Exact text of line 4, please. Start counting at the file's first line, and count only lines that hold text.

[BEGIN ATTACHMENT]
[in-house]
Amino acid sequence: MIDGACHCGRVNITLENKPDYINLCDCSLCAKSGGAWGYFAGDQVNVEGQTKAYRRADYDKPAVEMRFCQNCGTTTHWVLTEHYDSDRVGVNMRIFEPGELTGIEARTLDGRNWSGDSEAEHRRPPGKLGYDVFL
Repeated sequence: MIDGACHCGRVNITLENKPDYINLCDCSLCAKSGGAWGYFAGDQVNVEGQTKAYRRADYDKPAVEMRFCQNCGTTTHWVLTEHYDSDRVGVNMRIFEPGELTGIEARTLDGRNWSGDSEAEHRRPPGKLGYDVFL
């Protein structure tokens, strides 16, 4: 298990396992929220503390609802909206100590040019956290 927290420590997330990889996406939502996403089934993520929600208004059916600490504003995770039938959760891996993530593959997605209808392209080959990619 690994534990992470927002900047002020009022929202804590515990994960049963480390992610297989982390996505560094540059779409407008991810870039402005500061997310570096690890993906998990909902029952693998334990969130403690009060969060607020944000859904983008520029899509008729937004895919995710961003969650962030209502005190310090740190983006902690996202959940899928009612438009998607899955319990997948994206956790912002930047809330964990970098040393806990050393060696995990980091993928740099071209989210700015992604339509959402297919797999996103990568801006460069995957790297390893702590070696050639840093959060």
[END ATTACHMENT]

């Protein structure tokens, strides 16, 4: 298990396992929220503390609802909206100590040019956290 927290420590997330990889996406939502996403089934993520929600208004059916600490504003995770039938959760891996993530593959997605209808392209080959990619 690994534990992470927002900047002020009022929202804590515990994960049963480390992610297989982390996505560094540059779409407008991810870039402005500061997310570096690890993906998990909902029952693998334990969130403690009060969060607020944000859904983008520029899509008729937004895919995710961003969650962030209502005190310090740190983006902690996202959940899928009612438009998607899955319990997948994206956790912002930047809330964990970098040393806990050393060696995990980091993928740099071209989210700015992604339509959402297919797999996103990568801006460069995957790297390893702590070696050639840093959060």